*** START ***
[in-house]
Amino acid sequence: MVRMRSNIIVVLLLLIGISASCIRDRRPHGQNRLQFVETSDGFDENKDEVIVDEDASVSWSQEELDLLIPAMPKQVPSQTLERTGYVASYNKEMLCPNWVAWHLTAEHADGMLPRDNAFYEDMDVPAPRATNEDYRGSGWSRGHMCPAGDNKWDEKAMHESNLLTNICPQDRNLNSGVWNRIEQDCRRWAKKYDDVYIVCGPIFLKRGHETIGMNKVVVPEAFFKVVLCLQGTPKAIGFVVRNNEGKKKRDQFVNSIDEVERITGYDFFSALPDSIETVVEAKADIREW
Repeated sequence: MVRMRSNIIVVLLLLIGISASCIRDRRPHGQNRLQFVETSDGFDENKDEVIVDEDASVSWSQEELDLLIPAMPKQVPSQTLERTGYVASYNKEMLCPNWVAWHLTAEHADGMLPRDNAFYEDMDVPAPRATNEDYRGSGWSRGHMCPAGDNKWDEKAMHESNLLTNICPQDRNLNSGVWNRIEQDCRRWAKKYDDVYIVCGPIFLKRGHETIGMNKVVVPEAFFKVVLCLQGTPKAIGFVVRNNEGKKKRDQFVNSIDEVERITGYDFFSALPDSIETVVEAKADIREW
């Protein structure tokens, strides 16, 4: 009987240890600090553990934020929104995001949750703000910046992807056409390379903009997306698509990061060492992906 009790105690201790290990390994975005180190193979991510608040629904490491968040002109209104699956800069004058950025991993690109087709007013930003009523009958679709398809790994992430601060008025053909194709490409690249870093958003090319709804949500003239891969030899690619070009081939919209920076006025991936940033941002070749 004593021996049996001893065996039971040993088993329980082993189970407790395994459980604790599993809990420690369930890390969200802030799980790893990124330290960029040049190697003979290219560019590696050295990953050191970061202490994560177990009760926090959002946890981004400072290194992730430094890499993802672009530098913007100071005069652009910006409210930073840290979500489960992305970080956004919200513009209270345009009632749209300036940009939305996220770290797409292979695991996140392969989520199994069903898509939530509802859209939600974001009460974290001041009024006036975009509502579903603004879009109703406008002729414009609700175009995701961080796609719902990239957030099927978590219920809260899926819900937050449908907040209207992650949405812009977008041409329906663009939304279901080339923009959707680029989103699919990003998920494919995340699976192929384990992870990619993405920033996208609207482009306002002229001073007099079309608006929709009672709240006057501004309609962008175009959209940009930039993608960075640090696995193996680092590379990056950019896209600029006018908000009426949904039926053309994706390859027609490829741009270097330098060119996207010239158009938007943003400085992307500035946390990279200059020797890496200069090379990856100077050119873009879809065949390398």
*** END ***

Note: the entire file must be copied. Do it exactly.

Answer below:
[in-house]
Amino acid sequence: MVRMRSNIIVVLLLLIGISASCIRDRRPHGQNRLQFVETSDGFDENKDEVIVDEDASVSWSQEELDLLIPAMPKQVPSQTLERTGYVASYNKEMLCPNWVAWHLTAEHADGMLPRDNAFYEDMDVPAPRATNEDYRGSGWSRGHMCPAGDNKWDEKAMHESNLLTNICPQDRNLNSGVWNRIEQDCRRWAKKYDDVYIVCGPIFLKRGHETIGMNKVVVPEAFFKVVLCLQGTPKAIGFVVRNNEGKKKRDQFVNSIDEVERITGYDFFSALPDSIETVVEAKADIREW
Repeated sequence: MVRMRSNIIVVLLLLIGISASCIRDRRPHGQNRLQFVETSDGFDENKDEVIVDEDASVSWSQEELDLLIPAMPKQVPSQTLERTGYVASYNKEMLCPNWVAWHLTAEHADGMLPRDNAFYEDMDVPAPRATNEDYRGSGWSRGHMCPAGDNKWDEKAMHESNLLTNICPQDRNLNSGVWNRIEQDCRRWAKKYDDVYIVCGPIFLKRGHETIGMNKVVVPEAFFKVVLCLQGTPKAIGFVVRNNEGKKKRDQFVNSIDEVERITGYDFFSALPDSIETVVEAKADIREW
């Protein structure tokens, strides 16, 4: 009987240890600090553990934020929104995001949750703000910046992807056409390379903009997306698509990061060492992906 009790105690201790290990390994975005180190193979991510608040629904490491968040002109209104699956800069004058950025991993690109087709007013930003009523009958679709398809790994992430601060008025053909194709490409690249870093958003090319709804949500003239891969030899690619070009081939919209920076006025991936940033941002070749 004593021996049996001893065996039971040993088993329980082993189970407790395994459980604790599993809990420690369930890390969200802030799980790893990124330290960029040049190697003979290219560019590696050295990953050191970061202490994560177990009760926090959002946890981004400072290194992730430094890499993802672009530098913007100071005069652009910006409210930073840290979500489960992305970080956004919200513009209270345009009632749209300036940009939305996220770290797409292979695991996140392969989520199994069903898509939530509802859209939600974001009460974290001041009024006036975009509502579903603004879009109703406008002729414009609700175009995701961080796609719902990239957030099927978590219920809260899926819900937050449908907040209207992650949405812009977008041409329906663009939304279901080339923009959707680029989103699919990003998920494919995340699976192929384990992870990619993405920033996208609207482009306002002229001073007099079309608006929709009672709240006057501004309609962008175009959209940009930039993608960075640090696995193996680092590379990056950019896209600029006018908000009426949904039926053309994706390859027609490829741009270097330098060119996207010239158009938007943003400085992307500035946390990279200059020797890496200069090379990856100077050119873009879809065949390398």